Tuesday, April 19, 2016

When life doesn't make Sense

Acts 25.

Paul was arrested in Jerusalem as he was about to be killed by an angry mob.  Next, he stood before the Sanhedrin being falsely accused.  Again, the Roman soldiers had to step in and rescue him from being "torn to pieces" by the religious leaders.  Then, in a move to protect his life from an assassination, the Roman soldiers escorted Paul to Caesarea.  There, Governor Felix listened to the case, determined it had no merit, but kept Paul in prison for two more years.

After two years, a new governor was appointed.  Porcius Festus held court to hear the case for himself on his first full day in office at Caesarea.  He concluded that there was no reasonable case to decide.  In fact, he could not even figure out what to write concerning the charges against Paul (v.27).

What was going on here?  This makes no sense.  Why would any rational authority keep a prisoner for years without cause?  Why wasn't his case thrown out for lack of evidence?

Politically, the Roman appointees wanted to maintain peace in their territories at any price.  Ruling over Israel meant dealing successfully with the Jews.  With the past riots and threats, keeping Paul locked away seemed the easy decision.

Spiritually, the war was raging.  Paul, along with others, expanded the reach of the gospel from Jerusalem, throughout Judea, into Samaria, and had gone as far as Greece.  Satan launched every attack he could to try to stop the life-changing message of Jesus from going any further.  Paul later wrote to the Corinthians concerning the work of the devil, "...we are not ignorant of his designs." (2 Corinthians 2:11)

Personally, Paul appeared to be out of commission, imprisoned for years without just cause.

Why?  Why did not God intervene and do something?  The answer: He was at work the entire time, even controlling the movements of the Roman Empire.  What seemed judiciously ridiculous and could not have made any sense to Paul and his friends fit perfectly into God's plan for Paul's life.  Upon his conversion to Christ, the Lord declared that Paul would "carry my name before the Gentiles and kings and the children of Israel.  For I will show him how much he must suffer for the sake of my name." (Acts 9:15-16)  The plan continued to unfold.  The story was not over yet.  Paul was going to Rome for an audience with Caesar, the infamous Nero.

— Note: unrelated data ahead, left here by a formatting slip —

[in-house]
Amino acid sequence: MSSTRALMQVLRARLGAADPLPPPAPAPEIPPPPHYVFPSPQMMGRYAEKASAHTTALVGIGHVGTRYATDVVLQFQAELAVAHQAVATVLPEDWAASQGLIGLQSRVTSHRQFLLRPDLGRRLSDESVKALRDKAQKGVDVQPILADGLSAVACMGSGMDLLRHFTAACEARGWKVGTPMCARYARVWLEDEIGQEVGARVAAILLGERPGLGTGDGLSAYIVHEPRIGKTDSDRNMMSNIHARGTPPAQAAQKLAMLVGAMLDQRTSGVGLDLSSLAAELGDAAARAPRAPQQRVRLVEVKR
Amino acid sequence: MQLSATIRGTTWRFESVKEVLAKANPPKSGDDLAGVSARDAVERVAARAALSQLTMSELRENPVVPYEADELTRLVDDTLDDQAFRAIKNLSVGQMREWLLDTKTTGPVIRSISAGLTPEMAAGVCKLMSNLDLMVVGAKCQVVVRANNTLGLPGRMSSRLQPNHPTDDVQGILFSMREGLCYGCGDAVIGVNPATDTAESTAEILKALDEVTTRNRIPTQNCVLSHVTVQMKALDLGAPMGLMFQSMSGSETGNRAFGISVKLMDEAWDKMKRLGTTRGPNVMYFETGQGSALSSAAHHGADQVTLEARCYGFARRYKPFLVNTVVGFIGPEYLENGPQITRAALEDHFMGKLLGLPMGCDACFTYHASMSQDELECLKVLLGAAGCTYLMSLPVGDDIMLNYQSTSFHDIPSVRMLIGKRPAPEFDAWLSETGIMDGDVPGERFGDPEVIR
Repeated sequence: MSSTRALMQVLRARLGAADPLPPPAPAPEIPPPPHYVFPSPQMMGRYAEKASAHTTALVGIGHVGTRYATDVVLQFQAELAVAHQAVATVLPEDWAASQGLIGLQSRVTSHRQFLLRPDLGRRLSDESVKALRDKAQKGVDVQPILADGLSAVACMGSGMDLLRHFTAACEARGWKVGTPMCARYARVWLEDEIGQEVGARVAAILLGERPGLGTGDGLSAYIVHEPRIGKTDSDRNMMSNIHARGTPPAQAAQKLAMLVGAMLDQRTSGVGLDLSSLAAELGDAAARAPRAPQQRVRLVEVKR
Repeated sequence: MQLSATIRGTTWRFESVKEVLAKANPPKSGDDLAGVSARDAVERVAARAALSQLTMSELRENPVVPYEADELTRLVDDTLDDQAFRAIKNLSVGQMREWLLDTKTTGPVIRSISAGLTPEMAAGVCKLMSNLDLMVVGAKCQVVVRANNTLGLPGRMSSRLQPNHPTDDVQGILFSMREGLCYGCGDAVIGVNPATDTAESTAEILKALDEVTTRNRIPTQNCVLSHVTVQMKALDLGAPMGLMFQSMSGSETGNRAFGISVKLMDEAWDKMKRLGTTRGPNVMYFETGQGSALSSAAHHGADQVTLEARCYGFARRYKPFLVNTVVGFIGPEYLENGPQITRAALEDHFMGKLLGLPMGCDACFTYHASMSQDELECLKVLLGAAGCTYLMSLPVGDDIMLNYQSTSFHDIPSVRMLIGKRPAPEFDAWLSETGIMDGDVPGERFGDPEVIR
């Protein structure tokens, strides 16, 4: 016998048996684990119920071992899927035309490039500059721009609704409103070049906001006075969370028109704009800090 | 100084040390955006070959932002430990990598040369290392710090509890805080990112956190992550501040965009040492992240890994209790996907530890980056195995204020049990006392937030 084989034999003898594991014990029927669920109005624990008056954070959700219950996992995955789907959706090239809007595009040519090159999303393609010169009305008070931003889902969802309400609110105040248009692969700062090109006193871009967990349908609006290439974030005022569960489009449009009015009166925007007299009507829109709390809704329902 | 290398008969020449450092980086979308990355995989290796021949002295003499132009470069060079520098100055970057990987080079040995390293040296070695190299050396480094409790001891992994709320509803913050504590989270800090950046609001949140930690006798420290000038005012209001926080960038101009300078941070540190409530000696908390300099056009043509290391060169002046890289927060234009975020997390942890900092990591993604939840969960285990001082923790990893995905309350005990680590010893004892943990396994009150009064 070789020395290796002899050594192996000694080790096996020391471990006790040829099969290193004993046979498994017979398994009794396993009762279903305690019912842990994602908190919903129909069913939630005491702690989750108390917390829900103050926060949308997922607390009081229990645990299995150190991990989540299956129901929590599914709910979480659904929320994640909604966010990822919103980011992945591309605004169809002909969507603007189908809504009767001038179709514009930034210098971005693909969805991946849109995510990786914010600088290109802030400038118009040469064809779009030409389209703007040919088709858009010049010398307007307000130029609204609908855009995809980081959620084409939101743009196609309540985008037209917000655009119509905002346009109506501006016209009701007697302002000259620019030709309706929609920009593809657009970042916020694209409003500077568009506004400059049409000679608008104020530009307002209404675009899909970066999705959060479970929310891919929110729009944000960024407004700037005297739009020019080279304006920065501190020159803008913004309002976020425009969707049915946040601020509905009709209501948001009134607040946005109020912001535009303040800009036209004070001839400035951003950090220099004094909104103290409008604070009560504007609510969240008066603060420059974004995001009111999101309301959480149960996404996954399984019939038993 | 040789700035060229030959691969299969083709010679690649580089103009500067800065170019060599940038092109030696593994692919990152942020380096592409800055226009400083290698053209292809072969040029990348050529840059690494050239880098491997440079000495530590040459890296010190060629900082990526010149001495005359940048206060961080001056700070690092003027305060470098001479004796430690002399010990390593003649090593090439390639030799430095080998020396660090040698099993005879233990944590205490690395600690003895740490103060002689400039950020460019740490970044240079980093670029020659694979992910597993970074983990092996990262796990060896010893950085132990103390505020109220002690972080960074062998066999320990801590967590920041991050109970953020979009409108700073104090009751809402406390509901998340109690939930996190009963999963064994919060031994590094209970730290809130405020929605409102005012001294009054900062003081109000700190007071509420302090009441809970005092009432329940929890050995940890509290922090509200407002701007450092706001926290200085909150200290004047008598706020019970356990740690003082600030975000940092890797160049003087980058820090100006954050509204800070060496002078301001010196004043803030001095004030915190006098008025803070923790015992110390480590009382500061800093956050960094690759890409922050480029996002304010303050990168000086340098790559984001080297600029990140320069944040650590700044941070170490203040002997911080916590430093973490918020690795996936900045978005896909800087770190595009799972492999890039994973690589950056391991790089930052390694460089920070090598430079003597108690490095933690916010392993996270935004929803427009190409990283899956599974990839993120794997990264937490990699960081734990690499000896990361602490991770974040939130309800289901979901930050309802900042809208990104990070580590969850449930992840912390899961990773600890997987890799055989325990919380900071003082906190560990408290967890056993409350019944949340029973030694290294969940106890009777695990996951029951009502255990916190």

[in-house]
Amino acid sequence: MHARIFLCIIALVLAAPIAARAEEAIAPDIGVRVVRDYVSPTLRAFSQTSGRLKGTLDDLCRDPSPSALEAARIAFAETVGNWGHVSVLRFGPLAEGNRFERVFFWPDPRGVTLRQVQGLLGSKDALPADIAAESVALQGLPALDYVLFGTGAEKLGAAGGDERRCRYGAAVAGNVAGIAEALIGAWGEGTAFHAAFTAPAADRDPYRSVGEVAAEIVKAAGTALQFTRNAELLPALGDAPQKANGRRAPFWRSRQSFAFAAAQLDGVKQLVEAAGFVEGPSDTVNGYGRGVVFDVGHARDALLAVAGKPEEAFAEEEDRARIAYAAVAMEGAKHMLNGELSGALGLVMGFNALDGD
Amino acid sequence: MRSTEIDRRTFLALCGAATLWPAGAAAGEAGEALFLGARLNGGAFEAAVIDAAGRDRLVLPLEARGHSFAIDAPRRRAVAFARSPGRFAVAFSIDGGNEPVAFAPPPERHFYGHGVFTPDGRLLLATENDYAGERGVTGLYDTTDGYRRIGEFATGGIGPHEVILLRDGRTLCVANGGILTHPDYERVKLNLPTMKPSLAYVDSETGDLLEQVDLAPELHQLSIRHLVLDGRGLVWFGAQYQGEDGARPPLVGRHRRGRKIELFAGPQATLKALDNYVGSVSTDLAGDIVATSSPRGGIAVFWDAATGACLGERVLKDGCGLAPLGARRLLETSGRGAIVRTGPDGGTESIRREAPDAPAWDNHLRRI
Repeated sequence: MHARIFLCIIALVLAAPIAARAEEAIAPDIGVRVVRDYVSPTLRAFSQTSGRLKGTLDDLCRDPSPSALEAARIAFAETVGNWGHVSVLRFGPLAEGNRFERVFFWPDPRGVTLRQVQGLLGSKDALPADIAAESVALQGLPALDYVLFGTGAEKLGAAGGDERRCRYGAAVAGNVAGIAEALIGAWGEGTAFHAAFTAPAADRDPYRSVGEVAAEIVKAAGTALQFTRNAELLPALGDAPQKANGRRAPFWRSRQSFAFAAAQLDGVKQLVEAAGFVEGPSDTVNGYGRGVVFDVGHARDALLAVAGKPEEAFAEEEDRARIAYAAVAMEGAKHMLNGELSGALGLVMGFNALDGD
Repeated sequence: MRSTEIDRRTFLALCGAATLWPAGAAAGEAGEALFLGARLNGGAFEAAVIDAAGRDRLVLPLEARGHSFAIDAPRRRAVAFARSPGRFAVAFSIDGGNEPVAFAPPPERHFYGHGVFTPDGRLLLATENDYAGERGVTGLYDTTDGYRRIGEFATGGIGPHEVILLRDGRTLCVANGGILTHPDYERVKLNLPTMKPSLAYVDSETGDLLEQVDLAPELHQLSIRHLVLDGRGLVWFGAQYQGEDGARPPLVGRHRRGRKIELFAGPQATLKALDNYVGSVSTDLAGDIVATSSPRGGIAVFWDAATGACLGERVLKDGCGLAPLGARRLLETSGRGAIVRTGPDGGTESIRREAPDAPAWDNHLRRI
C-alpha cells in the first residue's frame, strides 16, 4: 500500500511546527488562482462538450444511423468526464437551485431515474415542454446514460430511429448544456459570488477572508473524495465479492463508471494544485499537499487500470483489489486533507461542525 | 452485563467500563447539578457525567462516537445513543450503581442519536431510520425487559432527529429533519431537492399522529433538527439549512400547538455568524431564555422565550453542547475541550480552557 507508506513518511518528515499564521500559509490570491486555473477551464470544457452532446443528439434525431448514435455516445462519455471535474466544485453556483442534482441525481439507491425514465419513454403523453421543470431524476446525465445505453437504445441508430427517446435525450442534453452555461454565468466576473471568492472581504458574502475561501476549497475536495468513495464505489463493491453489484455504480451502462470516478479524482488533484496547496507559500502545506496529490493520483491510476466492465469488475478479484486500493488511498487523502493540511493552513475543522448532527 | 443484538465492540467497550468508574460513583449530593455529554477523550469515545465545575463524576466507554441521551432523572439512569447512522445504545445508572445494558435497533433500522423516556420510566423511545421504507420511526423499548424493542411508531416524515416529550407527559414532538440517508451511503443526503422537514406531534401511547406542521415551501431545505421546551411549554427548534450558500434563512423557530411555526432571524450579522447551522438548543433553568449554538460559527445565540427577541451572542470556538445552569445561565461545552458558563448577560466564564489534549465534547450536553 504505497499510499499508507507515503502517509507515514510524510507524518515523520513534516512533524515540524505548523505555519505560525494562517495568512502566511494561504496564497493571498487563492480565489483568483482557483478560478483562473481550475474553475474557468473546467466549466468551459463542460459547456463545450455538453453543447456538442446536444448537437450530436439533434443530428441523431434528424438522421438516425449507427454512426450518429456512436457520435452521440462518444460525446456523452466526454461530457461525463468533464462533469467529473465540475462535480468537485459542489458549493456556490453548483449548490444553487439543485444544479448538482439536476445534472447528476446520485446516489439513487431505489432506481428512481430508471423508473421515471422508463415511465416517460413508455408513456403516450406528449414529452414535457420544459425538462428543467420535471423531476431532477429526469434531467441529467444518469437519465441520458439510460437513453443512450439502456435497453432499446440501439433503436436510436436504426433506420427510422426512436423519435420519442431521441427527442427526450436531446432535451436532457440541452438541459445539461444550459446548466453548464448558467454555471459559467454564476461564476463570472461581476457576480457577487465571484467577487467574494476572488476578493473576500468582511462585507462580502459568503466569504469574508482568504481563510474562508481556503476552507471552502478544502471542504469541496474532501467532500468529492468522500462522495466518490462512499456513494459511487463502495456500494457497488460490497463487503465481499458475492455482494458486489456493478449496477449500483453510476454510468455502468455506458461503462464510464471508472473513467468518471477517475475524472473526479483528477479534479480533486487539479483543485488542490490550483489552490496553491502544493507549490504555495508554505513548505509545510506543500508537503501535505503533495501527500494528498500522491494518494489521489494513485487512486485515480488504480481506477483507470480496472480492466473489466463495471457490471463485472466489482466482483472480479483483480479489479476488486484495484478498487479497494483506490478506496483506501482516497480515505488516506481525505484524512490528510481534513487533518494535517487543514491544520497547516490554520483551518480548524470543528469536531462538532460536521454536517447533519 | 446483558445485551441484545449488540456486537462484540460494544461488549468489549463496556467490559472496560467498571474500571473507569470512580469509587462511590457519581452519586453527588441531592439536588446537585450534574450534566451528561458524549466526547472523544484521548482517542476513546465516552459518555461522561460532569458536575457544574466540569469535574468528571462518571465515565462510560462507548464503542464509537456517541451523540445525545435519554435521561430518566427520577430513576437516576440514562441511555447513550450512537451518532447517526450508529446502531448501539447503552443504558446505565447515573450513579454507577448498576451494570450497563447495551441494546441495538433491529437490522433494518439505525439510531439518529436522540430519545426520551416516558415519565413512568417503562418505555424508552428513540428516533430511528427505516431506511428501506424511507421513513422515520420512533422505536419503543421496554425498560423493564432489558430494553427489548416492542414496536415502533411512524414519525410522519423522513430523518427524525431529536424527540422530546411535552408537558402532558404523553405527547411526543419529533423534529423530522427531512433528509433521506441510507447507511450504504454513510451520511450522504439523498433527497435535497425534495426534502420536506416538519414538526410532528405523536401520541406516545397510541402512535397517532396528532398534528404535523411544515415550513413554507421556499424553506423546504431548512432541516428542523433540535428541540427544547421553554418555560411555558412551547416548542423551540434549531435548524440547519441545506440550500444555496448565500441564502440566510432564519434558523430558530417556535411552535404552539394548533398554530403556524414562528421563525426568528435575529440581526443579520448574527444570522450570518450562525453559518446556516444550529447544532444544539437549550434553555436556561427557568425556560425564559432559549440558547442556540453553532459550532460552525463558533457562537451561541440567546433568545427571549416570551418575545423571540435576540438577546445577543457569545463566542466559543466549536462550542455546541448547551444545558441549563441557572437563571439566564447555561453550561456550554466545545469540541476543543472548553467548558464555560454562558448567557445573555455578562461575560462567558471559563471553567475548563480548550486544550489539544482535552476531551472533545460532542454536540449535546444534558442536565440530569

What can we learn from this example that may serve to encourage us in times of adversity, loss, and lack?  When life doesn't make sense...

1. Trust God.
He knows what He is doing when we cannot see the plan.  He is in control when we think things have gotten out of control.  He is worthy of our worship and loves us eternally, even when we do not feel His love.  Our feelings do not change the facts.

2. Wait on God.
Much of our worry comes from our impatience.  We want what concerns us to be fixed immediately.  The Lord does not work on our time schedule.  Psalm 27:14-"Wait for the LORD; be strong, and let your heart take courage; wait for the LORD!"  The results will be worth the wait.

3. Expect God to work on your behalf.
"And without faith it is impossible to please him, for whoever would draw near to God must believe that he exists and that he rewards those who seek him." (Hebrews 11:6)

4. Be ready.
Most of life is beyond our control.  Instead of focusing on what we cannot fix, we need to take charge of what has been given to us.  We must make sure we are doing all that is within our responsibility.   That way, when the God's plan is revealed, we are the person God can use at that moment, ready to seize the opportunity and fulfill our life purpose.  "Finally, be strong in the LORD and in the strength of his might.  Put on the whole armor of God, that you may be able to stand against the schemes of the devil." (Ephesians 6:10-11)

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